Hard Times For Pakistan's Working Classes

Hard Times For Pakistan's Working Classes
About 3.3 million Pakistani children are trapped in child labor, depriving them of their childhood, health, and education, and condemning them to a life of poverty and want. It has been estimated that almost a quarter of women aged 20-49 were married before the age of 15, and 31% before they reached eighteen years of age. Only 34% of children under five are registered at birth nationally (PDHS). Birth registration is a fundamental right of all children as legal proof of a child’s existence and identity. As an accurate record of age, it can help prevent child labor and child marriage, and protect children from being treated as adults by the justice system.

Pakistan, like other parts of the world, is celebrating Labor Day to honor workers' contributions for the country's development and prosperity. Pakistan has ratified the 36 International Labor Organizations (ILO) conventions, as well as the fundamental conventions. Being a signatory of the ILO conventions, Pakistan is responsible for honoring international standards related to fundamental principles and rights at work.

One in every four households in Pakistan employs a child in domestic work, predominantly girls, between 10 to 14  years of age.

The International Labor Organization Declaration on Fundamental Principles and Rights at Work was adopted in 1998 and amended in 2022 required all members to uphold basic human values that are vital to our social and economic lives. It further requires that the government, employers, and workers’ organizations should affirm the obligations and commitment that are inherent in membership of the ILO and require that they should protect and uphold the freedom of association and the effective recognition of the right to collective bargaining, work towards the elimination of all forms of forced or compulsory labor, and put in place measures that guarantee the effective abolition of child labor. The elimination of discrimination in respect of employment and occupation, and the provision of a safe and healthy working environment are also requirements set by the ILO.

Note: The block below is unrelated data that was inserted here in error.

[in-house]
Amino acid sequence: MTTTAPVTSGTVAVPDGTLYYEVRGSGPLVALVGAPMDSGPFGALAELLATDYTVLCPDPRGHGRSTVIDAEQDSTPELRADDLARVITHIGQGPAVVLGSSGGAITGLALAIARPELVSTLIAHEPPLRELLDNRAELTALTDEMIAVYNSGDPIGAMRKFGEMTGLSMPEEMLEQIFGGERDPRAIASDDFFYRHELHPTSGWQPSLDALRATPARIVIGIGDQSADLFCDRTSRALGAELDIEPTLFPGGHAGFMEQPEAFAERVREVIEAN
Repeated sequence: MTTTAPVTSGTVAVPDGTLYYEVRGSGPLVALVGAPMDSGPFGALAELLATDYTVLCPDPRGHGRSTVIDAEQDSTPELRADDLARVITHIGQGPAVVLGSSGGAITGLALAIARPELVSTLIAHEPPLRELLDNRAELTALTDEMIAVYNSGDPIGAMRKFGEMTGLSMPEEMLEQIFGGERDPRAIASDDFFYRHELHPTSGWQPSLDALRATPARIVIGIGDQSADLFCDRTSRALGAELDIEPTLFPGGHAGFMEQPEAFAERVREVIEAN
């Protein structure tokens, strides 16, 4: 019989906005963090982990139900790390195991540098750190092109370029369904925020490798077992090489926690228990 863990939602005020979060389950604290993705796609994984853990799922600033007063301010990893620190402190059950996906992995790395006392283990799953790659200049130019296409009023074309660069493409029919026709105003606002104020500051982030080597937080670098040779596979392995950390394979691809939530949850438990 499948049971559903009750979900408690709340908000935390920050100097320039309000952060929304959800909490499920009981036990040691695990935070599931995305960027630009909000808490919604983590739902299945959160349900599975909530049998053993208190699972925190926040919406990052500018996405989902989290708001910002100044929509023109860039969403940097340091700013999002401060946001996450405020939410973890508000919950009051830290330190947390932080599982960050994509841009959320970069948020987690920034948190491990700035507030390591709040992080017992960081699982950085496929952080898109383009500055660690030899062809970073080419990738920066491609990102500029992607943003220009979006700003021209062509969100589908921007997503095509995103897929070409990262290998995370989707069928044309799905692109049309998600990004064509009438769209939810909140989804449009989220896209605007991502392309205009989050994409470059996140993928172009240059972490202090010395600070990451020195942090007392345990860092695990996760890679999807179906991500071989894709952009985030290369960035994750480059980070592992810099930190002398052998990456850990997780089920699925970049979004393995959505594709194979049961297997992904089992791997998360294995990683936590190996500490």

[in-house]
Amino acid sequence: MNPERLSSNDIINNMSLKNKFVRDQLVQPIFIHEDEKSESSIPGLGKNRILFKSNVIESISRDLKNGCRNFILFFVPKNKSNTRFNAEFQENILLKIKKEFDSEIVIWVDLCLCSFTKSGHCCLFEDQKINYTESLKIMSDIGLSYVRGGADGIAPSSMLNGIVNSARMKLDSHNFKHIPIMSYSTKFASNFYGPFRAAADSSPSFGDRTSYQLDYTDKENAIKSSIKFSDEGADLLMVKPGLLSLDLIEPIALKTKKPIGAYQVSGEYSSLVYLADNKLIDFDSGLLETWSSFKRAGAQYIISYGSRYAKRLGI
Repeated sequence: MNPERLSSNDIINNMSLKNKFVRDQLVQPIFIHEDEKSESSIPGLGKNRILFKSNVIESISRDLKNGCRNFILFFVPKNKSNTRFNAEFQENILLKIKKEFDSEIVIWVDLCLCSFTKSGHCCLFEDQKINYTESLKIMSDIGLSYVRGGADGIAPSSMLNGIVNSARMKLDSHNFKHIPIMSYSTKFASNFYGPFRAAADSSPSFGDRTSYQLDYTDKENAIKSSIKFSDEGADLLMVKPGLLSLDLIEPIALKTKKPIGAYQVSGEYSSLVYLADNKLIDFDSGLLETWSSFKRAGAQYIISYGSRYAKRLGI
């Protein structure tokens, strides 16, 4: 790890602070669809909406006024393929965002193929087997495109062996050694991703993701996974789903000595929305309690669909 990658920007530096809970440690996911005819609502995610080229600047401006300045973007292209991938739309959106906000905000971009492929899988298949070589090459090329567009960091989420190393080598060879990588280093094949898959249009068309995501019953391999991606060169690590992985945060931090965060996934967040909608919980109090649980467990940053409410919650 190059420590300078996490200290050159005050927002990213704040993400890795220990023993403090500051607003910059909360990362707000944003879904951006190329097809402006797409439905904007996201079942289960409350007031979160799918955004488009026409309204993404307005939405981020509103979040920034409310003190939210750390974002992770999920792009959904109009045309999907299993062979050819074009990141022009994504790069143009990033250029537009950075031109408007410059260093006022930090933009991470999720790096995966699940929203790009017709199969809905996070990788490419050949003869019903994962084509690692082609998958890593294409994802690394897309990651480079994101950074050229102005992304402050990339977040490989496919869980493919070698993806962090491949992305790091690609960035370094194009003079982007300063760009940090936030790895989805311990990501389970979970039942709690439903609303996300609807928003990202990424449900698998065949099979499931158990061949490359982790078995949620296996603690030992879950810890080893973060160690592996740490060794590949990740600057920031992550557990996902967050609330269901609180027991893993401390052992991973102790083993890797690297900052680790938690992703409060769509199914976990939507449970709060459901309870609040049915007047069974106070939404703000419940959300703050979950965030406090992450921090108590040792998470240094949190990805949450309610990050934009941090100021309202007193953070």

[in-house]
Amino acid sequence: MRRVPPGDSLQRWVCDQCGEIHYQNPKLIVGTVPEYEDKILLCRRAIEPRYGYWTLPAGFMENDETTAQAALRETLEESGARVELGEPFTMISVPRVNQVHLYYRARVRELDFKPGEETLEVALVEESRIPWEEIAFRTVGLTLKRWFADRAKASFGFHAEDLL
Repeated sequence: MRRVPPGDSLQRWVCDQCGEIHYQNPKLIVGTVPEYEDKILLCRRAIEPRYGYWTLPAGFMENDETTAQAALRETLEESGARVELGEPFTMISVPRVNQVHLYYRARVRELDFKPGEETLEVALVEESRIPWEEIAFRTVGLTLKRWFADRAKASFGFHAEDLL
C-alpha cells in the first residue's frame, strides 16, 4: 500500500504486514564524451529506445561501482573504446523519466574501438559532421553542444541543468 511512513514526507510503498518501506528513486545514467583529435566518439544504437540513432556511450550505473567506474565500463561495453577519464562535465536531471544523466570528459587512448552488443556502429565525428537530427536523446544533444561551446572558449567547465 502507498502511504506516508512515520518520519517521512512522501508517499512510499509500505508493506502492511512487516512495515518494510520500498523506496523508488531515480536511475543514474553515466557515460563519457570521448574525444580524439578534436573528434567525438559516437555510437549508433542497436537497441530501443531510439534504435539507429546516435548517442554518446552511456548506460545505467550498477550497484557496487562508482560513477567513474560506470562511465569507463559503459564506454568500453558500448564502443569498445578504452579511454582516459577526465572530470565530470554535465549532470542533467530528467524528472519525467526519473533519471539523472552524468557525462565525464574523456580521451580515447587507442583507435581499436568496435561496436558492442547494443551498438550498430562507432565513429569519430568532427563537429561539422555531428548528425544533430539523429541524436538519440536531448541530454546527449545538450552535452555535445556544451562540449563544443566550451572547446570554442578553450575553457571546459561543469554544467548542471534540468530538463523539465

However, in the case of Pakistan, though we have ratified international labor conventions and signed various declarations on fundamental principles at work, we have not yet implemented those in letter and spirit in our country. On World Day Against Child Labor (WDACL) in 2022, the ILO highlighted that one in every four households in Pakistan employs a child in domestic work, predominantly girls, between 10 to 14  years of age. UNICEF estimated that 3.3 million children were trapped in child labor, which deprived them of fundamental rights such as education. Though there are several laws discouraging child labor in Pakistan, children continue to employed to perform domestic work. The U.S. State Department in a report also raised concerns about child labor in Pakistan, and quoted that the Child Protection and Welfare Bureau rescued over 1,000 children from begging in Punjab and referred 1,500 to 2,000 children for psychological counseling.

The report highlights that about 9.8% of Pakistan’s population is children between 10-14. There is a higher proportion of children working in Sindh than in Punjab, with agriculture, domestic labor and the industrial sector being the most common employers of children. The ratio of children attending school is 77.1% in Punjab, but only 60.6% in Sindh.

Moreover, the International Labor Organization released a report in 2023 from a committee of experts on the application of conventions, with serious concerns about Pakistan related to the Right of Association (Agriculture) Convention, 1921, and stated that share of the employed labor force in the agriculture sector in Pakistan is around 67.24 million which stands at 37.4% of the total employed workforce. Despite that, there is no specific legislation available to protect agricultural worker’s rights. The report further states that all the Federal and Provincial Industrial Relations Acts are applicable to formal sectors, but not to the agriculture sector.